Although not a feature of the natural habitat aquatic plants can be used with hardier species such as Microsorum pteropus (Java fern), Crinum and Anubias spp. likely to fare best. The latter are particularly useful as their leaves tend to attract algal growth and provide additional cover for the fish. Since they require stable water conditions and graze biofilm Pseudogastromyzon spp. should never be added to immature set-ups and a tightly-fitting cover is necessary since they are able to climb glass to an extent. While regular partial water changes are essential the rest of the tank needn’t be kept too clean and algae should ideally be allowed to grow on all surfaces except the viewing pane.
Temperature: Annual air temperatures across its native range average between 55.9 – 83.1°F/13.3 – 28.4℃. For general aquarium care a water temperature value of 66 – 75°F/18.9 – 23.9°C is therefore recommended, though it can withstand warmer conditions provided dissolved oxygen levels are maintained.
pH: 6.0 – 7.5
Hardness: 1 – 12°H
Pseudogastromyzon spp. are specialised biofilm grazers feeding chiefly on filamentous Cyanobacteria and stalked diatoms with some microinvertebrates consumed as well, while ‘long’ filamentous or adherent algae tend not to be ingested in great quantities. In captivity some sinking dried foods may be accepted but regular meals of live or frozen Daphnia, Artemia, bloodworm, etc. are essential for the maintenance of good health and it’s highly preferable if the tank contains rock and other solid surfaces with growths of algae and other aufwuchs.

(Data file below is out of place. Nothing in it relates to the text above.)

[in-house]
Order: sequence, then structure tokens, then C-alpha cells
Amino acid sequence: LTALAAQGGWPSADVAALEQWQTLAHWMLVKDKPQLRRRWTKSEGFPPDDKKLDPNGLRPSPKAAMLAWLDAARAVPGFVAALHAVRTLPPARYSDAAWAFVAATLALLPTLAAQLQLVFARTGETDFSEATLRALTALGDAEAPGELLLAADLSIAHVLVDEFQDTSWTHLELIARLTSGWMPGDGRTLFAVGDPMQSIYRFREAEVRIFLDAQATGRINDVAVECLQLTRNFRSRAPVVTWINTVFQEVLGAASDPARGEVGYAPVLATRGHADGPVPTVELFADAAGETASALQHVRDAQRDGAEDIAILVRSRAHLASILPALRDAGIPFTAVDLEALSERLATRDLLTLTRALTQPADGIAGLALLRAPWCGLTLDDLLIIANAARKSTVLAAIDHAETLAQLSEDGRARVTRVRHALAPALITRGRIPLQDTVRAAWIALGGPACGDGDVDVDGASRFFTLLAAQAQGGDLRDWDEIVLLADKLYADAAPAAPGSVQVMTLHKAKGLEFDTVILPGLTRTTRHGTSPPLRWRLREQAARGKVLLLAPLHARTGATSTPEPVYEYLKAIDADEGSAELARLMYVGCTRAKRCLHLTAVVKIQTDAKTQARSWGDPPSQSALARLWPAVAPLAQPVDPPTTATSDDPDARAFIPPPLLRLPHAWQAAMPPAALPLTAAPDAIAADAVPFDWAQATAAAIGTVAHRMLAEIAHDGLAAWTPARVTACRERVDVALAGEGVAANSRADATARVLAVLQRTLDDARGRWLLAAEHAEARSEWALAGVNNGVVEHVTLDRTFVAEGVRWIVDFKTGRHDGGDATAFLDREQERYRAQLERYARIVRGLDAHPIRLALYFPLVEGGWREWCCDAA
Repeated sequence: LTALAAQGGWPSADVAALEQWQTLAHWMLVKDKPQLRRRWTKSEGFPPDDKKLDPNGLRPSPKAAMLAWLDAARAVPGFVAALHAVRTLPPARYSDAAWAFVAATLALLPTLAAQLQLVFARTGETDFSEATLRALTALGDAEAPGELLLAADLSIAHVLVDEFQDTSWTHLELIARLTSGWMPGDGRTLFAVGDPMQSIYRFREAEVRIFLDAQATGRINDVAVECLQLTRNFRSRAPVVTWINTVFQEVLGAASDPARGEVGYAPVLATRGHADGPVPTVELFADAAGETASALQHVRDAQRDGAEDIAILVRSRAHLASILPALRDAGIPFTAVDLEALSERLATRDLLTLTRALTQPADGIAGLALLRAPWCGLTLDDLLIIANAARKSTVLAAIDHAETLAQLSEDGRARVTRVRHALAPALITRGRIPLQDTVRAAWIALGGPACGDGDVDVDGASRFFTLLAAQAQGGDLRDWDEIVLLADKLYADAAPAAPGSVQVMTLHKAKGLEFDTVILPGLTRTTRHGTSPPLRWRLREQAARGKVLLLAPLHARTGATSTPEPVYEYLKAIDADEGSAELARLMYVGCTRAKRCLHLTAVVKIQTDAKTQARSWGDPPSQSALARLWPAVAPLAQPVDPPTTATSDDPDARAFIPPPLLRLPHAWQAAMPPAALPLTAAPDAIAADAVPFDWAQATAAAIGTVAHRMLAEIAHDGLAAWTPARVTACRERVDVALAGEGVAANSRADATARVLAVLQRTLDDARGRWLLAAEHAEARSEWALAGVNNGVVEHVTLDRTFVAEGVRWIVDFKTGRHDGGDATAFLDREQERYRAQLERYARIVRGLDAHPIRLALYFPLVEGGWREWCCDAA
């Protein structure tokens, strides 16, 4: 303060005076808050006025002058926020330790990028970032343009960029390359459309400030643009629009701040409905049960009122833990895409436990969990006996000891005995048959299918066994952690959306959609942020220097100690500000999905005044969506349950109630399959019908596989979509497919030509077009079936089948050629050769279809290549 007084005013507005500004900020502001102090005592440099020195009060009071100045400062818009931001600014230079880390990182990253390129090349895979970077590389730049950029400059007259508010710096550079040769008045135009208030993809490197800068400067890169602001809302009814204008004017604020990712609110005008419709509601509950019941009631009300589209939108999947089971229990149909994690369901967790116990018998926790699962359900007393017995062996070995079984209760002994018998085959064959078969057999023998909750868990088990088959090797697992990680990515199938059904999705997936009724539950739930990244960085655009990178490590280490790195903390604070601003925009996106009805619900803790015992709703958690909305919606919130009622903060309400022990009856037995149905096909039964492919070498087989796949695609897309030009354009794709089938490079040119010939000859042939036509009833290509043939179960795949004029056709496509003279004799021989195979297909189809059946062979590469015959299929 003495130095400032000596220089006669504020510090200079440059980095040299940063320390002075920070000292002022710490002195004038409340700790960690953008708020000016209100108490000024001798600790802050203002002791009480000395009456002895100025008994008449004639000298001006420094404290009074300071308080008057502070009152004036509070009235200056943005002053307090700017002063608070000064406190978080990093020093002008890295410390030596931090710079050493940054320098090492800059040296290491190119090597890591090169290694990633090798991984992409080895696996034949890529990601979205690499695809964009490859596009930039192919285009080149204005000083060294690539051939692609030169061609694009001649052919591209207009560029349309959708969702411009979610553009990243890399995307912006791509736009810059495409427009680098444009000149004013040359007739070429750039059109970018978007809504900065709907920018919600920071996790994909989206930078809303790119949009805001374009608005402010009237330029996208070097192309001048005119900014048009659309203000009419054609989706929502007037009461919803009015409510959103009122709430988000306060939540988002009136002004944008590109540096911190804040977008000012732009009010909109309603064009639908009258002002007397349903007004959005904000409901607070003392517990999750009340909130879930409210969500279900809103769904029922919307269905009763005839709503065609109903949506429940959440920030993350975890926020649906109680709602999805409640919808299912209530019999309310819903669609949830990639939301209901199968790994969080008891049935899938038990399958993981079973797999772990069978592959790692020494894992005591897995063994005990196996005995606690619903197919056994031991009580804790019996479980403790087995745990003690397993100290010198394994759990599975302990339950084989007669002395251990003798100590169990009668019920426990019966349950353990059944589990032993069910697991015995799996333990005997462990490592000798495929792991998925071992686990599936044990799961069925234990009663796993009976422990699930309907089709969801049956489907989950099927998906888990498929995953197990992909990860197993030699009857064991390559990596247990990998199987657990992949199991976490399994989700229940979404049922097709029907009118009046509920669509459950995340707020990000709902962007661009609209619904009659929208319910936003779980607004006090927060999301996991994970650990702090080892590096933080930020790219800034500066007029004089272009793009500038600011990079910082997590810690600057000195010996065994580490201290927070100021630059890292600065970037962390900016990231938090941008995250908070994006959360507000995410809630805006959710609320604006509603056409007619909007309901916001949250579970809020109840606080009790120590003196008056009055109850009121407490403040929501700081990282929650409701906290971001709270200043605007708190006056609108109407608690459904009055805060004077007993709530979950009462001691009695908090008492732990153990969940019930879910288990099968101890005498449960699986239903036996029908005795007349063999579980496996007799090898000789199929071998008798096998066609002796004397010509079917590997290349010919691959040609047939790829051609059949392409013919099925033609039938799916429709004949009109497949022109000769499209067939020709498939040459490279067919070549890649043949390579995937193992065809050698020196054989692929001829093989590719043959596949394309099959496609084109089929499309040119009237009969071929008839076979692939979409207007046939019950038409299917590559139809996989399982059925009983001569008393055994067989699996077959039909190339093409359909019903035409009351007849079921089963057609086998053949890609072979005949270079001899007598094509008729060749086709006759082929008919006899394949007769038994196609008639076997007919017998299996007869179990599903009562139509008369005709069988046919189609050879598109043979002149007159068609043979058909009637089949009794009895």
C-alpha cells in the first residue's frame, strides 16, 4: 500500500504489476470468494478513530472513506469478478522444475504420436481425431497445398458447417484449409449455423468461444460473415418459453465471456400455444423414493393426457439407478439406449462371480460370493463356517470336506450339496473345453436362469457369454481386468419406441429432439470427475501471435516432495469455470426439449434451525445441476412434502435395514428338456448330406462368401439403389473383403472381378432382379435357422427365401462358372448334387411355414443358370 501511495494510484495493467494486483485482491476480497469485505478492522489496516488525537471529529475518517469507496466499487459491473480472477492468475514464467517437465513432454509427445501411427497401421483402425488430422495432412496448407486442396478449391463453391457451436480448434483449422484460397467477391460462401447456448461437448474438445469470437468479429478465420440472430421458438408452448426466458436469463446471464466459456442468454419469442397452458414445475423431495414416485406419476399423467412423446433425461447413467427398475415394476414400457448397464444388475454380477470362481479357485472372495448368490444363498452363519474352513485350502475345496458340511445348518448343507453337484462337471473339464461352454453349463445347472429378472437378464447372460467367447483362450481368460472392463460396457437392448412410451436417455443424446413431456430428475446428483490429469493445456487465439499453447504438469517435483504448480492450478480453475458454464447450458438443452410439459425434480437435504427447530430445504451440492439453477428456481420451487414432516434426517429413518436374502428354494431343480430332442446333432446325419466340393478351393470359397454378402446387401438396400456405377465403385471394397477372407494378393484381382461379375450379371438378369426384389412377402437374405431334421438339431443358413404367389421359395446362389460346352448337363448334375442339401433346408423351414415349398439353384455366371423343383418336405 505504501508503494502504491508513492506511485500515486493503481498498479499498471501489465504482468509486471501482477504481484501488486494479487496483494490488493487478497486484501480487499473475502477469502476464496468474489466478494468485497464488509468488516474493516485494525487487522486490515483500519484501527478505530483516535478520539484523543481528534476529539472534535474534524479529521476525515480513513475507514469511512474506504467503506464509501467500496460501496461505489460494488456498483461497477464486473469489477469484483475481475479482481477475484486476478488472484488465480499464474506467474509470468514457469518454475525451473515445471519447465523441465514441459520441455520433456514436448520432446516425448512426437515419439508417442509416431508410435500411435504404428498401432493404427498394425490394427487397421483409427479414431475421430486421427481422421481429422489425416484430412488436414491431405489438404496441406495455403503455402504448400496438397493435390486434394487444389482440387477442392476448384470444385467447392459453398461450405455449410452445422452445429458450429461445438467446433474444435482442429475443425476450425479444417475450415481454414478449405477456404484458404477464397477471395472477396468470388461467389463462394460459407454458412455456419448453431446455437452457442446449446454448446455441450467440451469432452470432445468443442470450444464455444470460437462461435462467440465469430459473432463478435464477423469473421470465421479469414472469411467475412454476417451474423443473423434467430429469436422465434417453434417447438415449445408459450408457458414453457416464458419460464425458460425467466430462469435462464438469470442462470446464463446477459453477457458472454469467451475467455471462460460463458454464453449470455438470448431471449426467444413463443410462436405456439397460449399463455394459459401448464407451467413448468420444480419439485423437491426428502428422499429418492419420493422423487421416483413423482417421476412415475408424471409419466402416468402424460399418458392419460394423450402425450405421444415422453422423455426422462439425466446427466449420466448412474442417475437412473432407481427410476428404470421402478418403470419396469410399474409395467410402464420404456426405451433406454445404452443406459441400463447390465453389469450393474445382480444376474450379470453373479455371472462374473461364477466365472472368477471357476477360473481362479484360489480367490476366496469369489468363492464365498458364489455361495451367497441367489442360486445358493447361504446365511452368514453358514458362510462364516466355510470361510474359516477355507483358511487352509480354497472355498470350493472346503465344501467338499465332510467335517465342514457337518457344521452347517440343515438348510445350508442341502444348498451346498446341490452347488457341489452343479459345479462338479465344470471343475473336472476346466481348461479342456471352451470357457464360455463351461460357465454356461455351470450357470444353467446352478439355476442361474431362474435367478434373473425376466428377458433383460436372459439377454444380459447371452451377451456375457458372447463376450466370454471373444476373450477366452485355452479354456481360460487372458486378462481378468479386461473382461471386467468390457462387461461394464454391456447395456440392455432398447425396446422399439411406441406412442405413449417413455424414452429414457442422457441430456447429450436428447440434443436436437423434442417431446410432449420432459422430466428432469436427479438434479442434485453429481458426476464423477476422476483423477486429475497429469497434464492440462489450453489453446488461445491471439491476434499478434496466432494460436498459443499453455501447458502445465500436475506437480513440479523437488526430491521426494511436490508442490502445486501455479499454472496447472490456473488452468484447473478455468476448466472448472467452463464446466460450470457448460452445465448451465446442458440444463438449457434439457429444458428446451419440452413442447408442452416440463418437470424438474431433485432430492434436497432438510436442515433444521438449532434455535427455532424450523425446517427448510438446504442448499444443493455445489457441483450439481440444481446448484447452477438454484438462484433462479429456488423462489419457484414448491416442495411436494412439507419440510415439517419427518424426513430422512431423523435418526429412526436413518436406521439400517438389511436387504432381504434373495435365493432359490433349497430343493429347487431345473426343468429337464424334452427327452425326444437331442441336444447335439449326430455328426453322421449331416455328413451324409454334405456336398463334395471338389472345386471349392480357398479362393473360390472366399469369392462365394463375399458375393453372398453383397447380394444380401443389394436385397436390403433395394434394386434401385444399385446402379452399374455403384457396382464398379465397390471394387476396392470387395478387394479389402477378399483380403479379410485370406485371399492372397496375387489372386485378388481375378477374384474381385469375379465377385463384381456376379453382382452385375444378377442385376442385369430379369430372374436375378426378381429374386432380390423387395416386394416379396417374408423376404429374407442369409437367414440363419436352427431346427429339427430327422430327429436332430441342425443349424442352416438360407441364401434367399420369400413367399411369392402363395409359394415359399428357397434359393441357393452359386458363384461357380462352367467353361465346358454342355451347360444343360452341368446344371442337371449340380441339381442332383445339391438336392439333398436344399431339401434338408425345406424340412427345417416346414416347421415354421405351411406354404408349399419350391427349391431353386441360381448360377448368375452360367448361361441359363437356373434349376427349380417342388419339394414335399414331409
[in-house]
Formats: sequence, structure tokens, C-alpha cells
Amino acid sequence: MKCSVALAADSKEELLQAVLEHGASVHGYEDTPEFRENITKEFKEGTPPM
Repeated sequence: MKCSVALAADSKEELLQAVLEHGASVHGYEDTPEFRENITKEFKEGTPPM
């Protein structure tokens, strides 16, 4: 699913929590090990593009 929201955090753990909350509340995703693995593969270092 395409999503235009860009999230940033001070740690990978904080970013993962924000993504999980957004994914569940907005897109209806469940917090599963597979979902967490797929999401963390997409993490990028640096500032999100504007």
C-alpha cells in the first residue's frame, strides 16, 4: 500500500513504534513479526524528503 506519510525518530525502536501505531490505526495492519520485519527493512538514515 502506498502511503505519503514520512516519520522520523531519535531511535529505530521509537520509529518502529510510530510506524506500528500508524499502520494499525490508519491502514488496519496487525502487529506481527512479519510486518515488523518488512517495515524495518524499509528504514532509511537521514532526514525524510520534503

If unable to grow sufficient algae in the main tank or you have a community containing numerous herbivorous fishes which consume what’s available quickly it may be necessary to maintain a separate tank in which to grow algae on rocks and switch them with those in the main tank on a cyclical basis. Such a ‘nursery‘ doesn’t have to be very large, requires only strong lighting and in sunny climates can be kept outdoors.
Balitorids are often seen on sale in an emaciated state which can be difficult to correct. A good dealer will have done something about this prior to sale but if you decide to take a chance with severely weakened specimens they’ll initially require a continual, easily-obtainable source of suitable foods in the absence of competitors if they’re to recover.